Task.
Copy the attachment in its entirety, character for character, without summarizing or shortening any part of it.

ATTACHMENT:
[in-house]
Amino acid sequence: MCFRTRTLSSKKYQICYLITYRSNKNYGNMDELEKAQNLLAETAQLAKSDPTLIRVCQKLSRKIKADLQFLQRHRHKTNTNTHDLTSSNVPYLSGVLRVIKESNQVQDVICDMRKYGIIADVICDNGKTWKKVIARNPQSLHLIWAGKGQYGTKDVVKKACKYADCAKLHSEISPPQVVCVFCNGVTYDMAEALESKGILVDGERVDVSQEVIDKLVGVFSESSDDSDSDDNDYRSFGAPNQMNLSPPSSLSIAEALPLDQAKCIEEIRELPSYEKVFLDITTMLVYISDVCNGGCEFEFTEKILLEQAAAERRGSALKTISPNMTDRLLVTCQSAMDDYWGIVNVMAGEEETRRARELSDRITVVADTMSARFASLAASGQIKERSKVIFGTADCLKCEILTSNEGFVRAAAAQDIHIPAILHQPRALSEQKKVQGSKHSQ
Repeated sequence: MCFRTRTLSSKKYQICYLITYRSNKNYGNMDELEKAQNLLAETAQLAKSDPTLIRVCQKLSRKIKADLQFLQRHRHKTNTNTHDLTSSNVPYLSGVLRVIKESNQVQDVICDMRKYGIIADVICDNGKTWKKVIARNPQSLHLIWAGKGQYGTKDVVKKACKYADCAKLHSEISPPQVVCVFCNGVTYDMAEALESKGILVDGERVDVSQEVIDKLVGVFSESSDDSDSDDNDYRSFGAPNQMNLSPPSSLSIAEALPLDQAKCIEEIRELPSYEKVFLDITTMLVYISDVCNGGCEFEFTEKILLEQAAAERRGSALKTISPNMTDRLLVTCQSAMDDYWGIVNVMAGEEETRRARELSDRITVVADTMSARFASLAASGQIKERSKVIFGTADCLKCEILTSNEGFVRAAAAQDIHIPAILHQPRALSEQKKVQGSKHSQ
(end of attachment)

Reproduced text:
[in-house]
Amino acid sequence: MCFRTRTLSSKKYQICYLITYRSNKNYGNMDELEKAQNLLAETAQLAKSDPTLIRVCQKLSRKIKADLQFLQRHRHKTNTNTHDLTSSNVPYLSGVLRVIKESNQVQDVICDMRKYGIIADVICDNGKTWKKVIARNPQSLHLIWAGKGQYGTKDVVKKACKYADCAKLHSEISPPQVVCVFCNGVTYDMAEALESKGILVDGERVDVSQEVIDKLVGVFSESSDDSDSDDNDYRSFGAPNQMNLSPPSSLSIAEALPLDQAKCIEEIRELPSYEKVFLDITTMLVYISDVCNGGCEFEFTEKILLEQAAAERRGSALKTISPNMTDRLLVTCQSAMDDYWGIVNVMAGEEETRRARELSDRITVVADTMSARFASLAASGQIKERSKVIFGTADCLKCEILTSNEGFVRAAAAQDIHIPAILHQPRALSEQKKVQGSKHSQ
Repeated sequence: MCFRTRTLSSKKYQICYLITYRSNKNYGNMDELEKAQNLLAETAQLAKSDPTLIRVCQKLSRKIKADLQFLQRHRHKTNTNTHDLTSSNVPYLSGVLRVIKESNQVQDVICDMRKYGIIADVICDNGKTWKKVIARNPQSLHLIWAGKGQYGTKDVVKKACKYADCAKLHSEISPPQVVCVFCNGVTYDMAEALESKGILVDGERVDVSQEVIDKLVGVFSESSDDSDSDDNDYRSFGAPNQMNLSPPSSLSIAEALPLDQAKCIEEIRELPSYEKVFLDITTMLVYISDVCNGGCEFEFTEKILLEQAAAERRGSALKTISPNMTDRLLVTCQSAMDDYWGIVNVMAGEEETRRARELSDRITVVADTMSARFASLAASGQIKERSKVIFGTADCLKCEILTSNEGFVRAAAAQDIHIPAILHQPRALSEQKKVQGSKHSQ